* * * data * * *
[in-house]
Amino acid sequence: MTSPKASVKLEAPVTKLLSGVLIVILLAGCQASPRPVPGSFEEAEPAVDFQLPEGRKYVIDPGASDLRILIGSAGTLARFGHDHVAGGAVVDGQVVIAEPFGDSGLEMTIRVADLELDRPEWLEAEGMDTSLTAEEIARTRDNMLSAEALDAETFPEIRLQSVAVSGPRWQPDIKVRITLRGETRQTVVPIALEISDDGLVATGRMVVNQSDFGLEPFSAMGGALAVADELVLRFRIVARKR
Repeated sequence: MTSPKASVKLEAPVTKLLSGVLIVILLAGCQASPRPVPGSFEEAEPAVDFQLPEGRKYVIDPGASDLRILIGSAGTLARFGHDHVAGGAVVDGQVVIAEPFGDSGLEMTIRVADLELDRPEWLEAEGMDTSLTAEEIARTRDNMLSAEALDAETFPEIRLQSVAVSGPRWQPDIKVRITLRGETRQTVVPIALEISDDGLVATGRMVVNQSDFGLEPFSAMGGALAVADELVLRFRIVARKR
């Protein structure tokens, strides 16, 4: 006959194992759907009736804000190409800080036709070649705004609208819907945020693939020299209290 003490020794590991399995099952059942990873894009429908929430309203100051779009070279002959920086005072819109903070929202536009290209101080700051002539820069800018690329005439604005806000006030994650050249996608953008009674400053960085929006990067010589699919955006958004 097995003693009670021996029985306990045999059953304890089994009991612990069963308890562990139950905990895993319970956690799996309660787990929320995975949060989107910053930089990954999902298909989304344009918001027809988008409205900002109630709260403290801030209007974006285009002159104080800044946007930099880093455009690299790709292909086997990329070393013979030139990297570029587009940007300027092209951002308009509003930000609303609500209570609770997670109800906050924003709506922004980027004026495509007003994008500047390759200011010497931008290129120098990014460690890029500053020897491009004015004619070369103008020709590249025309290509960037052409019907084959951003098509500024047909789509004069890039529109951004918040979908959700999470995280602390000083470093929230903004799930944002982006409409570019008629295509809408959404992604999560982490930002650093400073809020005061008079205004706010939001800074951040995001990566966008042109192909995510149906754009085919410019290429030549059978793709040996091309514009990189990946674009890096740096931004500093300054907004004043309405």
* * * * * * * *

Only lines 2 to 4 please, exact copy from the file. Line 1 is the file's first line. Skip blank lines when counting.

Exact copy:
Amino acid sequence: MTSPKASVKLEAPVTKLLSGVLIVILLAGCQASPRPVPGSFEEAEPAVDFQLPEGRKYVIDPGASDLRILIGSAGTLARFGHDHVAGGAVVDGQVVIAEPFGDSGLEMTIRVADLELDRPEWLEAEGMDTSLTAEEIARTRDNMLSAEALDAETFPEIRLQSVAVSGPRWQPDIKVRITLRGETRQTVVPIALEISDDGLVATGRMVVNQSDFGLEPFSAMGGALAVADELVLRFRIVARKR
Repeated sequence: MTSPKASVKLEAPVTKLLSGVLIVILLAGCQASPRPVPGSFEEAEPAVDFQLPEGRKYVIDPGASDLRILIGSAGTLARFGHDHVAGGAVVDGQVVIAEPFGDSGLEMTIRVADLELDRPEWLEAEGMDTSLTAEEIARTRDNMLSAEALDAETFPEIRLQSVAVSGPRWQPDIKVRITLRGETRQTVVPIALEISDDGLVATGRMVVNQSDFGLEPFSAMGGALAVADELVLRFRIVARKR
């Protein structure tokens, strides 16, 4: 006959194992759907009736804000190409800080036709070649705004609208819907945020693939020299209290 003490020794590991399995099952059942990873894009429908929430309203100051779009070279002959920086005072819109903070929202536009290209101080700051002539820069800018690329005439604005806000006030994650050249996608953008009674400053960085929006990067010589699919955006958004 097995003693009670021996029985306990045999059953304890089994009991612990069963308890562990139950905990895993319970956690799996309660787990929320995975949060989107910053930089990954999902298909989304344009918001027809988008409205900002109630709260403290801030209007974006285009002159104080800044946007930099880093455009690299790709292909086997990329070393013979030139990297570029587009940007300027092209951002308009509003930000609303609500209570609770997670109800906050924003709506922004980027004026495509007003994008500047390759200011010497931008290129120098990014460690890029500053020897491009004015004619070369103008020709590249025309290509960037052409019907084959951003098509500024047909789509004069890039529109951004918040979908959700999470995280602390000083470093929230903004799930944002982006409409570019008629295509809408959404992604999560982490930002650093400073809020005061008079205004706010939001800074951040995001990566966008042109192909995510149906754009085919410019290429030549059978793709040996091309514009990189990946674009890096740096931004500093300054907004004043309405």